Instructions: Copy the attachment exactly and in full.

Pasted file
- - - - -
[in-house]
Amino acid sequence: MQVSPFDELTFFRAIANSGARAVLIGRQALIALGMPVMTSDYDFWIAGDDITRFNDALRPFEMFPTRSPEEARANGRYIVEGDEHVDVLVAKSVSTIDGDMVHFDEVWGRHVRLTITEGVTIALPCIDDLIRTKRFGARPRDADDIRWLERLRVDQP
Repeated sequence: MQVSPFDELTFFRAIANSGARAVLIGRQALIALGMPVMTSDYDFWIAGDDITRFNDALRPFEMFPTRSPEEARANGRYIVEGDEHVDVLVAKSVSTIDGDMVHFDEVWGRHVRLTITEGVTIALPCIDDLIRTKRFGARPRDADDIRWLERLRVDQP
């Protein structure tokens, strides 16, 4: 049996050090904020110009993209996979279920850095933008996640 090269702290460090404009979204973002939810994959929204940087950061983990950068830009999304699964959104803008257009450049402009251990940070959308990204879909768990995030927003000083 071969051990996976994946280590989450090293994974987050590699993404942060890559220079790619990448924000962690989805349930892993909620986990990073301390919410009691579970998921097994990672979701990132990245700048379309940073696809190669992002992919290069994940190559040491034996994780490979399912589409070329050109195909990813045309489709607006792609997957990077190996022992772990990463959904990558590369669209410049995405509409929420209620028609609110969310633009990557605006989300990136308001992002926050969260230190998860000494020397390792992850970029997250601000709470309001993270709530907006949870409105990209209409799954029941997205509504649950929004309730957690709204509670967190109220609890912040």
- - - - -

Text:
[in-house]
Amino acid sequence: MQVSPFDELTFFRAIANSGARAVLIGRQALIALGMPVMTSDYDFWIAGDDITRFNDALRPFEMFPTRSPEEARANGRYIVEGDEHVDVLVAKSVSTIDGDMVHFDEVWGRHVRLTITEGVTIALPCIDDLIRTKRFGARPRDADDIRWLERLRVDQP
Repeated sequence: MQVSPFDELTFFRAIANSGARAVLIGRQALIALGMPVMTSDYDFWIAGDDITRFNDALRPFEMFPTRSPEEARANGRYIVEGDEHVDVLVAKSVSTIDGDMVHFDEVWGRHVRLTITEGVTIALPCIDDLIRTKRFGARPRDADDIRWLERLRVDQP
């Protein structure tokens, strides 16, 4: 049996050090904020110009993209996979279920850095933008996640 090269702290460090404009979204973002939810994959929204940087950061983990950068830009999304699964959104803008257009450049402009251990940070959308990204879909768990995030927003000083 071969051990996976994946280590989450090293994974987050590699993404942060890559220079790619990448924000962690989805349930892993909620986990990073301390919410009691579970998921097994990672979701990132990245700048379309940073696809190669992002992919290069994940190559040491034996994780490979399912589409070329050109195909990813045309489709607006792609997957990077190996022992772990990463959904990558590369669209410049995405509409929420209620028609609110969310633009990557605006989300990136308001992002926050969260230190998860000494020397390792992850970029997250601000709470309001993270709530907006949870409105990209209409799954029941997205509504649950929004309730957690709204509670967190109220609890912040």